On April 18, 1942, fueled by the need for action in the devastating aftermath of Pearl Harbor, the U.S. commenced a daring and dangerous air raid over Tokyo. Detected by the Japanese in the hours prior to the planned raid and further out to sea than dictated, immediate action would be required of the airmen. Led by Lieutenant Colonel James H. Doolittle, 16 B-25 bomber planes were swiftly launched from the carrier deck of the USS Hornet. Their targets were industrial and military installations in Japan with subsequent escape to landing destinations in China. With fuel consumption a major concern, as well as threat of anti-aircraft fire and enemy interception, it was a risky endeavor for safe passage of these men.
Beyond the targeted bombing, the mission would prove a success in the lesson of vulnerability which took a toll on Imperial Japan and its military strategy. The operation by the Tokyo Raiders, which greatly boosted American and allied morale, would generate strategic benefits for the U.S. in the Battle of Midway and disaster for the Japanese.
The raid would extract a sacrifice in return. Eighty brave souls, recruited from the 17th Bomb Group, had volunteered for a secret and hazardous objective. Although most would survive, one would lose his life in parachuting over China and two by drowning off the China coast. Three of eight airmen, captured by the Japanese, would die by execution. A fourth would perish in a Japanese prison. The rest would suffer harsh and extreme confinement. Essentially all 16 bombers inevitably would be lost. Of the 15 reaching China, 11 were destroyed during bail-outs and 1 crash-landing, while 3 were ditched at sea. The remaining, seriously low on fuel, would be confiscated upon landing in Russia and the crew incarcerated.
The Tokyo Raiders hailed from 35 states and only four surviving members remain today.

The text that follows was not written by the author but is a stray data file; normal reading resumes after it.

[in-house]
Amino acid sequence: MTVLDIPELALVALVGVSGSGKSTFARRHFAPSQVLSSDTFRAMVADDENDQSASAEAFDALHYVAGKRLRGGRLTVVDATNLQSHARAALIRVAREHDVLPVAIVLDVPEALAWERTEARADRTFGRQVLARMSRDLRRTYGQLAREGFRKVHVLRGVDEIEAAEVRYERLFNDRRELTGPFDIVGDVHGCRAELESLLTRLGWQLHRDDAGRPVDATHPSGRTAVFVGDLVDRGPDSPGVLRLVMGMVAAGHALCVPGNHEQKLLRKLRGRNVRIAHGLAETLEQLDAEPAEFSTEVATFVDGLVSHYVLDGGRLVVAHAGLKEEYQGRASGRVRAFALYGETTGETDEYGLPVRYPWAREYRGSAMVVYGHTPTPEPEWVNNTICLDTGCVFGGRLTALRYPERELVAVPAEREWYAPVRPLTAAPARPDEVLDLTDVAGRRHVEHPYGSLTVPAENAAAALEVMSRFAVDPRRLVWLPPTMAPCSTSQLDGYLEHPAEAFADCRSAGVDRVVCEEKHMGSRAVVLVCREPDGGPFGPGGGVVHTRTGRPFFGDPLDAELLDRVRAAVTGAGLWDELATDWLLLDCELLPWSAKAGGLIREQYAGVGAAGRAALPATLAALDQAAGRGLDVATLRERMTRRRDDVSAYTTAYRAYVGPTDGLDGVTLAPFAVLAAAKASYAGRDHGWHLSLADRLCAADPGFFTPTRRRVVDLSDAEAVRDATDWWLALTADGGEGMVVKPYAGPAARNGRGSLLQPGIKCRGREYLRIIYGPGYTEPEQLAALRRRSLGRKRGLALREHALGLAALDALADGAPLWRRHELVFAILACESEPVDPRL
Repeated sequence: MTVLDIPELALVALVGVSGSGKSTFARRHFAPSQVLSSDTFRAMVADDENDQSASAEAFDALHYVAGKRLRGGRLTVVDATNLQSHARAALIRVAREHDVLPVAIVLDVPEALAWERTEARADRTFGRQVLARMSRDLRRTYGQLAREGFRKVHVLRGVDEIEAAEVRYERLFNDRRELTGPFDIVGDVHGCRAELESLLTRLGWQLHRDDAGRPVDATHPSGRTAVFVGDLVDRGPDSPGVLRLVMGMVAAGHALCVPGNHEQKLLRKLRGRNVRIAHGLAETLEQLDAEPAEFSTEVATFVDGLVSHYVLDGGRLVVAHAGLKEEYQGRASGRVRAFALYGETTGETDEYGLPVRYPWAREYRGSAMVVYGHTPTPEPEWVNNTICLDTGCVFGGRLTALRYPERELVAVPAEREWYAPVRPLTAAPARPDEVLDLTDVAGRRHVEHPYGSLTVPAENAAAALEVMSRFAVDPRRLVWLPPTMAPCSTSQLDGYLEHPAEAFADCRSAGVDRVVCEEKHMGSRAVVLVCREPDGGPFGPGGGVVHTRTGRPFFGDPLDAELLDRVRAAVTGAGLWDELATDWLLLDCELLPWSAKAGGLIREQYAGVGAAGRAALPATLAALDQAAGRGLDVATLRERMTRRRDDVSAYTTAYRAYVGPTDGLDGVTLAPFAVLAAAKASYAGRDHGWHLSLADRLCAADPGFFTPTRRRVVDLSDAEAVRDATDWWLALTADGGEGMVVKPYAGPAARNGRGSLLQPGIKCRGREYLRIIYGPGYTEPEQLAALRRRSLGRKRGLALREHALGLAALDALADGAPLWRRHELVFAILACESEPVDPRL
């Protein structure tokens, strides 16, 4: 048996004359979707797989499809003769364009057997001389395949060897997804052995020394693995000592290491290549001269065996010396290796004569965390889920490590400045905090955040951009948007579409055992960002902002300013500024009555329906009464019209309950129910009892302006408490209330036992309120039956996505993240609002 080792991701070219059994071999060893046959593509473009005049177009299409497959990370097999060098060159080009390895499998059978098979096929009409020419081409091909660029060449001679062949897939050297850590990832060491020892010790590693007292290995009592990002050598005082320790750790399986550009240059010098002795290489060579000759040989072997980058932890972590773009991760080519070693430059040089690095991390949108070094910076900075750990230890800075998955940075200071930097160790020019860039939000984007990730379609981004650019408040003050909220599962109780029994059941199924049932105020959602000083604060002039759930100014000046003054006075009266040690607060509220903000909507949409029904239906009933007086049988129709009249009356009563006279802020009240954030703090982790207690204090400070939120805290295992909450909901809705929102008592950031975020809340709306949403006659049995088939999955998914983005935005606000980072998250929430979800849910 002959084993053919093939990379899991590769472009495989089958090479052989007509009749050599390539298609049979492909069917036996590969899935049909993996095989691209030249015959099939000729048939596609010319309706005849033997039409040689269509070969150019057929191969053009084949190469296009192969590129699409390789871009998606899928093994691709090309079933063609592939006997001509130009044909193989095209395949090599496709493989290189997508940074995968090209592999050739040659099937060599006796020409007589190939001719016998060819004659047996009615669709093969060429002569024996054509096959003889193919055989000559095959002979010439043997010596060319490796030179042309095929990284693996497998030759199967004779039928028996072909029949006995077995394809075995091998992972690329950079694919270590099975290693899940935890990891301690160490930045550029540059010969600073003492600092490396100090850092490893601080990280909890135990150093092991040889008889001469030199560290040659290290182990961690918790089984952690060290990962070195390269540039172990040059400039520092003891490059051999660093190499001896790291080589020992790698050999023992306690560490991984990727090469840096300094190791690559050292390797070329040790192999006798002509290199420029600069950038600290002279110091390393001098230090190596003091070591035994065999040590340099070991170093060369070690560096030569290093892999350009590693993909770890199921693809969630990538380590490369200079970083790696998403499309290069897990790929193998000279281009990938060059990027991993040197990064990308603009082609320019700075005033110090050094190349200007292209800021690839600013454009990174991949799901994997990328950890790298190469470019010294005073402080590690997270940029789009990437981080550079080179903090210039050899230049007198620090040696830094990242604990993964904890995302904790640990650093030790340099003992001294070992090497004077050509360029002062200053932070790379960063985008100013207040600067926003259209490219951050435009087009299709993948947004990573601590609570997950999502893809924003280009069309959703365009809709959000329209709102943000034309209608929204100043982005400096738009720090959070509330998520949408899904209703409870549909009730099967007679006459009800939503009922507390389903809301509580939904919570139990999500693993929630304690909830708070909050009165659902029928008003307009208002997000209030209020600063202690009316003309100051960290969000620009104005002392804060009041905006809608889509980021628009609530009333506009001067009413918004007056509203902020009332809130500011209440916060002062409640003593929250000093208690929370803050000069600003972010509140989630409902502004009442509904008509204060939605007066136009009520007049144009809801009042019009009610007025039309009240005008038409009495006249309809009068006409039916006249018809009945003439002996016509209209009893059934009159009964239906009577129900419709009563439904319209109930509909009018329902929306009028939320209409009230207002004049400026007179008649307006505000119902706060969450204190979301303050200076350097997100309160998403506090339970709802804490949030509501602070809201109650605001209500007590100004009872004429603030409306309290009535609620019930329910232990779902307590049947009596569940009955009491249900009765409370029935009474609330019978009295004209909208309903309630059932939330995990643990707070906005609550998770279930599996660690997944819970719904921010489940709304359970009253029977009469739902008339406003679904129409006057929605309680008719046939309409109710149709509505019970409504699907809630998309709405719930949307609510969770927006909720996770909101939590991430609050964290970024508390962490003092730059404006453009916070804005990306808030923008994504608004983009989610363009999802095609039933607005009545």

On April 16, 2012, the 70th Anniversary of the WWII bomber mission, Sen. Sherrod Brown (D-OH) introduced a Resolution honoring the Doolittle Tokyo Raiders. Earlier this year, the Senate and House introduced legislation to award the Congressional Gold Medal for their extraordinary efforts and service during WWII.
Senate Bill S. 381, authored and championed by Sen. Brown, was passed on November 19, 2013 with 78 bipartisan cosponsors and nine more than needed for consideration by the full Senate.
The legislative effort now resides in the House for consideration of its own bill, H.R. 1209, introduced and sponsored by Rep. Pete Olson (R-TX). At the present time, there are 265 bipartisan cosponsors and House Financial Services Chair, Rep. Jeb Hensarling (R-TX), will determine passage beyond the current committee stage.
For all who value our veterans and their remarkable contributions to military history, our voices could help ensure the Congressional Gold Medal for these heroic men. Surviving members could then accept the earned accolade in honor of the eighty who willingly stepped forward for their country when action was desperately needed. To that effort, consider contacting your Representative to request and urge them to co-sponsor and pass H.R. 1209.
“A nation reveals itself not only in the men it produces but also by the men it honors, the men it remembers.”
- John F. Kennedy
Read the personal experience of one WWII Tokyo Raider - Lt. Edgar McElroy
An advocate for those who honor and pay tribute to military service. Former Director of Administration for the Monuments Men Foundation for the Preservation of Art, Project Coordinator for Agon Arts & Entertainment / Laurel Publishing, and independent Political Researcher published by The Wall Street Journal, Boston Globe, Money Magazine, Worth Magazine, Sarah McClendon Washington News Service, United We Stand America, Texas Business and Texas Watch.
Read more: http://evanskaren.wordpress.com